“Capstone projects allow students to think about the ethical implications of their work and how it could change people’s lives. It has been a rewarding assignment to ask students to think about who their work will impact and how it will make an impact.”
With emerging technology such as artificial intelligence and machine learning, there are a multitude of tough ethical dilemmas at the forefront that urge further interrogation. However, he believes that society as a whole has to decide the answers to these questions. “We can’t leave it all to the technologists, and we also can’t leave it all to the outsiders who might not have much of technical understanding. The great thing about the Master of Engineering program is that MEng students sit at the interface of this divide.”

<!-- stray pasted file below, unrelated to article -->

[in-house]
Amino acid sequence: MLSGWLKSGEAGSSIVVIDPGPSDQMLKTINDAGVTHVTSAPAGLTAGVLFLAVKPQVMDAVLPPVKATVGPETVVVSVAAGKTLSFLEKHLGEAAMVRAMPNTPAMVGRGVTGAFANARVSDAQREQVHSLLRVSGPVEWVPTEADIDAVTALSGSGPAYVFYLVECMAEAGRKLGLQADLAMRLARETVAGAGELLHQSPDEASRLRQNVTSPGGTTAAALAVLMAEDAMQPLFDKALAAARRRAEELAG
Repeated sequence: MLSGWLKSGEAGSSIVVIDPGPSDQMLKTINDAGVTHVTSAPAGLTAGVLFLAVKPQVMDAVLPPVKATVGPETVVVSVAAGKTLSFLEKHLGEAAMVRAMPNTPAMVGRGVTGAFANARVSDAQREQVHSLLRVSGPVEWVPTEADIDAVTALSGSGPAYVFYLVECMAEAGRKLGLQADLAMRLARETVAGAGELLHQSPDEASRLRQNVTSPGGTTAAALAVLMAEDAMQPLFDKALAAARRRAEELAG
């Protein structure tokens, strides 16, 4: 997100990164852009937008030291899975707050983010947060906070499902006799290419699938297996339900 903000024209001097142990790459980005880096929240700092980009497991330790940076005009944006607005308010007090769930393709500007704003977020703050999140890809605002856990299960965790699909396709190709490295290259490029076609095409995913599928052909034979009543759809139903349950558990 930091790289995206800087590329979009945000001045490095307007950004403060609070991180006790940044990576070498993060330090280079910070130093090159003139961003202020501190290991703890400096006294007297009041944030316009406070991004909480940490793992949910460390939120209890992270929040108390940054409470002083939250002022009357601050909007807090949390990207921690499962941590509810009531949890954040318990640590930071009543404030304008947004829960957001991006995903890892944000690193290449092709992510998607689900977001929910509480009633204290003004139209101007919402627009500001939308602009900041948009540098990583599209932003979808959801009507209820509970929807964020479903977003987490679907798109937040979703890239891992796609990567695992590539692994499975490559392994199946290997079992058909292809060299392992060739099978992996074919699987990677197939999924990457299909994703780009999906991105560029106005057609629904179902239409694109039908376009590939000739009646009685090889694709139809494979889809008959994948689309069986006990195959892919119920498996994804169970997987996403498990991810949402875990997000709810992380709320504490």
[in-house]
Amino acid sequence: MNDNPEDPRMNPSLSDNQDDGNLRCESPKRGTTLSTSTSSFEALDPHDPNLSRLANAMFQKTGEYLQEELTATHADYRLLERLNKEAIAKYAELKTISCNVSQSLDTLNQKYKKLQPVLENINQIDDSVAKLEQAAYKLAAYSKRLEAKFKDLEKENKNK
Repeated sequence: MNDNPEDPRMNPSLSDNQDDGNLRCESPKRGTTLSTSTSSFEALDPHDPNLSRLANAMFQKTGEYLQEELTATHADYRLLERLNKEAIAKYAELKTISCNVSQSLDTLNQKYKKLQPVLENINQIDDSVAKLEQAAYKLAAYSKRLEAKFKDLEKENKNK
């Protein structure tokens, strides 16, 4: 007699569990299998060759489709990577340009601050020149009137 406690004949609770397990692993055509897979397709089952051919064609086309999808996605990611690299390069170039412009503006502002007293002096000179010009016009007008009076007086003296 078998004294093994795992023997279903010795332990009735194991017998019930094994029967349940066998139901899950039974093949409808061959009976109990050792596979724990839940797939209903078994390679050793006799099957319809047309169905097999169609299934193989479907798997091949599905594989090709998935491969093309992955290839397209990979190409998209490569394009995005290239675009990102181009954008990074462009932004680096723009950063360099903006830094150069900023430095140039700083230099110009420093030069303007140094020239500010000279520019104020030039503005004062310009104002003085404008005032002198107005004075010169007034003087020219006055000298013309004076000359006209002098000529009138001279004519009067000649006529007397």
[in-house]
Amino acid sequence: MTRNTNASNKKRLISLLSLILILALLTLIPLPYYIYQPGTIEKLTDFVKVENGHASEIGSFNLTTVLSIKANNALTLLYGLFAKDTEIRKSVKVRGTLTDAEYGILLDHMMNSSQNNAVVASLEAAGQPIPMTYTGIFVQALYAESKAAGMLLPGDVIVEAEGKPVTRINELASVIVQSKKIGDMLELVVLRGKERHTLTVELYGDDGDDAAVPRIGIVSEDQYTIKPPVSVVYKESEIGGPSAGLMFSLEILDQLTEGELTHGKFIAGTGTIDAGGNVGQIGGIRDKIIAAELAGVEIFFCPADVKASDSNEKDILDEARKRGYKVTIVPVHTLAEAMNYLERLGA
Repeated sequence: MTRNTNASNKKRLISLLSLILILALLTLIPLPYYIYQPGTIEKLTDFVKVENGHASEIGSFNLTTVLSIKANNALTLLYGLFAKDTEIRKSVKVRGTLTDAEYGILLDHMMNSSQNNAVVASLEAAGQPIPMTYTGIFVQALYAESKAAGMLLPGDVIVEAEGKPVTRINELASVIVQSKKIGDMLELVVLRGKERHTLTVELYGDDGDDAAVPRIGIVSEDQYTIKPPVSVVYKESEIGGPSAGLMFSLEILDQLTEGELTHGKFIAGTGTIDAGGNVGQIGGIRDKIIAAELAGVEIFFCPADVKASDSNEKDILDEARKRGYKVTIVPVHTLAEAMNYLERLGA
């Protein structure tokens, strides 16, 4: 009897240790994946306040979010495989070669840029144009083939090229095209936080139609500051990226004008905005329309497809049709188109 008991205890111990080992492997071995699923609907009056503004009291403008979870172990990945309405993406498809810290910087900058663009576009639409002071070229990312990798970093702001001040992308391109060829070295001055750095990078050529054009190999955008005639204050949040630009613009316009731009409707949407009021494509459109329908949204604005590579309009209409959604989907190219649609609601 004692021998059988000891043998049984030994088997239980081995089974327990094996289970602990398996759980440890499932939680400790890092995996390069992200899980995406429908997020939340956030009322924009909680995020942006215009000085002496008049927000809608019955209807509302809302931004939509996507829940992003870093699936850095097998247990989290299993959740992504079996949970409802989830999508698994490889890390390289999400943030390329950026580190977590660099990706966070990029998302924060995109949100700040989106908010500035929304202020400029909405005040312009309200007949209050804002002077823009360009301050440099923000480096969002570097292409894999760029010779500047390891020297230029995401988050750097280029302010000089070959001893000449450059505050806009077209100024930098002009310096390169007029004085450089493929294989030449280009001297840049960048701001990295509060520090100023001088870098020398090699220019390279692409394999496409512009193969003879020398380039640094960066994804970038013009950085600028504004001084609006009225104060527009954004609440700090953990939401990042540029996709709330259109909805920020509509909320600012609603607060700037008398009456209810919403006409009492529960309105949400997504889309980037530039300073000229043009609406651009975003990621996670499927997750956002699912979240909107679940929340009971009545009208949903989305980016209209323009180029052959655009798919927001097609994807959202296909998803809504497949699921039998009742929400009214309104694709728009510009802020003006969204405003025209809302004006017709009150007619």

As MEng students advance in their capstone projects and approach graduation, they are faced with an increasingly exciting and rapidly growing technological world. Despite the challenges that come with navigating this ever-changing environment, MEng students have the ability and potential to offer a refreshing, holistic perspective when it comes to both the technical and ethical dilemmas that arise in today’s society, and we look forward to seeing how they play a role in changing the world.